Never mind the concept remains absurd. The fantasy is that America is overturned by capitalist desires (a flu strain coated money at Christmas, ruined the holiday, and it’s time to fight to bring capitalism back), becoming this bizarre concoction of fantasy tropes and national reclamation.

Think this through.

If the situation is so dire, it’s questionable that so many full fuel containers lie strewn around. Is fuel not important? With dwindling resources, how do the roving gangs coordinate their attire? And where do these people keep coming from? Between those joining The Division, those in the gangs, and those staying home, it’s a wonder how anyone is left after the first few gun battles. Hundreds die in these shoot-outs; if funeral homes stayed open, every one of them is nearing the value of a corporate conglomerate.

It’s pale even in the standards of video game logic. Consider the idea of applying gameplay tropes familiar to sword-and-sorcery or sci-fi epics to what’s branded as a real world, near future story. Here, guns deal damage points. A holster can deflect X amount of said damage. A better holster, more deflected damage. One headshot deals 100 points, another 500. Of course, different enemies were born with thicker skulls, so they can withstand 500-plus points. This isn’t the context for those gameplay traits, but a bigger gun deals bigger numbers logic, thus the need to hunt for new weapons.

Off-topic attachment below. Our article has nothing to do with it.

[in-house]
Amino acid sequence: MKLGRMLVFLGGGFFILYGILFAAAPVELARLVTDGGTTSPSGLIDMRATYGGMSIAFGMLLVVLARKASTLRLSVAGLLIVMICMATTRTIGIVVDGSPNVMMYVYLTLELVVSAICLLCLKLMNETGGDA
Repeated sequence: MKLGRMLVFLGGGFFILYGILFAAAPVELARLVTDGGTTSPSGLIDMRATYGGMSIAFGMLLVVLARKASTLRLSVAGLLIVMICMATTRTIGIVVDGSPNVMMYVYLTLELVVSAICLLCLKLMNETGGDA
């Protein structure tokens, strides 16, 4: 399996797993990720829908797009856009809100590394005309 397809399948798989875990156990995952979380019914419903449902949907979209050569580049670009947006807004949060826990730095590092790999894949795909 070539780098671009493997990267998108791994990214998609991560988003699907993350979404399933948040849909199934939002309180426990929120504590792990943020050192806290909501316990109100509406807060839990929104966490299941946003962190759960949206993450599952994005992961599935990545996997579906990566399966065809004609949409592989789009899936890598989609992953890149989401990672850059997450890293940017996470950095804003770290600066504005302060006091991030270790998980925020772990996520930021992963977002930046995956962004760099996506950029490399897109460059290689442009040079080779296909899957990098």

The reasoning lies in the inherent power fantasy. Tucker Carlson empowers those sitting on their couch with Bud Light yelling at brown people. Tom Clancy lured tech-minded absolutists who see military strength above all. “The Division 2” takes from both columns, reveling in the chance to extract better performance from weapons and make each shot a kill. In context, this is all quite brutal. Sociopathic? Probably. Blood isn’t excessive, but the sheer quantity and intended thrills of it all – for the sake of Democracy – turns this into a Wild West simulator. “Division 2” just replaces Native Americans with boilerplate gangs.

It’s remorseless violence, repetitious and ingrained after only a few hours.

It’s remorseless violence, repetitious and ingrained after only a few hours. “The Division 2” becomes a passive activity, blind to basic narrative technique and crass in form. No characters stand out, no personalities prove memorable, while the ultimate purpose seems to only instill an eventual tyranny.